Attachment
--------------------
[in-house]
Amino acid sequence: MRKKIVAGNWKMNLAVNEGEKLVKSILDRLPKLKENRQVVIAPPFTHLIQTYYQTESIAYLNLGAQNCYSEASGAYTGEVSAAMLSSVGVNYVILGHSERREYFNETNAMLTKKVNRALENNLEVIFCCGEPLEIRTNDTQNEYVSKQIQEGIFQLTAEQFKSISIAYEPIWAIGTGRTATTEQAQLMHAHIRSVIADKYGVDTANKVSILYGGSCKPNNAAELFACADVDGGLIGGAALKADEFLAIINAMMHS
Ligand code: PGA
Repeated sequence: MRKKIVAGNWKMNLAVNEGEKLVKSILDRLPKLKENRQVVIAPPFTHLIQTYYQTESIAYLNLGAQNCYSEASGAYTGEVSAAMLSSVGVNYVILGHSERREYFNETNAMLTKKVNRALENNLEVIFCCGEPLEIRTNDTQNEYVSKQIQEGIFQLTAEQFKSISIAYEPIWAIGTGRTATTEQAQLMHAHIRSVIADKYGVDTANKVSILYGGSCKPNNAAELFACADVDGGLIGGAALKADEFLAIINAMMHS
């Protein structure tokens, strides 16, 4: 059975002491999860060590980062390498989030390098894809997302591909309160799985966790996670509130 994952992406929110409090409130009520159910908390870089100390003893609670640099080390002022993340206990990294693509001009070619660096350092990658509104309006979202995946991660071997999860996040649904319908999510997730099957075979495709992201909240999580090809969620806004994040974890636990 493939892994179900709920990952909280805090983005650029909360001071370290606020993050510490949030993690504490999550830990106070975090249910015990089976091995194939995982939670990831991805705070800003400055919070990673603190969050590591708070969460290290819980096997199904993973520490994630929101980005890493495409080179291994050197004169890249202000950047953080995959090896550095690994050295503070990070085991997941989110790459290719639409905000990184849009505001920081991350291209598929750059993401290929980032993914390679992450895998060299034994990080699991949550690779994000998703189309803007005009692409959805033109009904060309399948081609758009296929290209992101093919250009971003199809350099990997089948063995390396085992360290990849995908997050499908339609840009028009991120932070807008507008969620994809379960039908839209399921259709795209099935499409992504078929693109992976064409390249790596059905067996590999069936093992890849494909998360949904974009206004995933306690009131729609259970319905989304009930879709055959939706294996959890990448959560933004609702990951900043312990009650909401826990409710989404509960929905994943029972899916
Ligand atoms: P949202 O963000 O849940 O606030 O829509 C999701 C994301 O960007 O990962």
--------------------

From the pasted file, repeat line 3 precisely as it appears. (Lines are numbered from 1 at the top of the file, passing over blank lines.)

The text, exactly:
Ligand code: PGA